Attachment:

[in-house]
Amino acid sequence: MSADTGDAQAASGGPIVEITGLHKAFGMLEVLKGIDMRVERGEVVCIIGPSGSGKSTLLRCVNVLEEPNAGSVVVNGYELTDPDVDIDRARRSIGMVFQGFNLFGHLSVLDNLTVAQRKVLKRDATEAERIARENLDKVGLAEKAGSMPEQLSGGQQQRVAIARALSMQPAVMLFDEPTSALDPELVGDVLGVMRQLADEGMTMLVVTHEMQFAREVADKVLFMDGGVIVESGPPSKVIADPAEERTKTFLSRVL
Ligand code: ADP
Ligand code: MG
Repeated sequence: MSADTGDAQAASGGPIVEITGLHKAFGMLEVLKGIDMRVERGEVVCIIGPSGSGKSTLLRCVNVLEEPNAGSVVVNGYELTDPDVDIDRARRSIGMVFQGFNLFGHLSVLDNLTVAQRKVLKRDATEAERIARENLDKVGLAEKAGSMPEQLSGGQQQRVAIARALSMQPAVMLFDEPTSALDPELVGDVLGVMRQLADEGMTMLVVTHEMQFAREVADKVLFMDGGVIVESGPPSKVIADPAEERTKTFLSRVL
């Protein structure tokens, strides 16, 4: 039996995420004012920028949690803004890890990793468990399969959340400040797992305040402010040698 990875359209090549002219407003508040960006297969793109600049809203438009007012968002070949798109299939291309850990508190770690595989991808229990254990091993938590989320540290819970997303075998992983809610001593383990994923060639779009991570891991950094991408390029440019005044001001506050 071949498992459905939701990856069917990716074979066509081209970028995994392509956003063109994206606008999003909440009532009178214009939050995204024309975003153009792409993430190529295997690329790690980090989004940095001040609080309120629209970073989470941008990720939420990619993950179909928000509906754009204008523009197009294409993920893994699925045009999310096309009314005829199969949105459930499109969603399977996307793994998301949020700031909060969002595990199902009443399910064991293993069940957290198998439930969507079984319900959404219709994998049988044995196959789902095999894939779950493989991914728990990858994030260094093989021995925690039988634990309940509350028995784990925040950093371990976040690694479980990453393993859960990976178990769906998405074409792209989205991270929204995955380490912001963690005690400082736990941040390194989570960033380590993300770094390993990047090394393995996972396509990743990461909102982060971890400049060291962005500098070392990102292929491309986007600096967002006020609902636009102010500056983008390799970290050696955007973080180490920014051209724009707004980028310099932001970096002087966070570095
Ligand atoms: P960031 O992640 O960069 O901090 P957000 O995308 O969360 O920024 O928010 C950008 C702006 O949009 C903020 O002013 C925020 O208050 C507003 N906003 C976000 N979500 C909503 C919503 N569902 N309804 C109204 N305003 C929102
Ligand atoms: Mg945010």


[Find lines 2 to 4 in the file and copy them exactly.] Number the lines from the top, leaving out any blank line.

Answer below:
Amino acid sequence: MSADTGDAQAASGGPIVEITGLHKAFGMLEVLKGIDMRVERGEVVCIIGPSGSGKSTLLRCVNVLEEPNAGSVVVNGYELTDPDVDIDRARRSIGMVFQGFNLFGHLSVLDNLTVAQRKVLKRDATEAERIARENLDKVGLAEKAGSMPEQLSGGQQQRVAIARALSMQPAVMLFDEPTSALDPELVGDVLGVMRQLADEGMTMLVVTHEMQFAREVADKVLFMDGGVIVESGPPSKVIADPAEERTKTFLSRVL
Ligand code: ADP
Ligand code: MG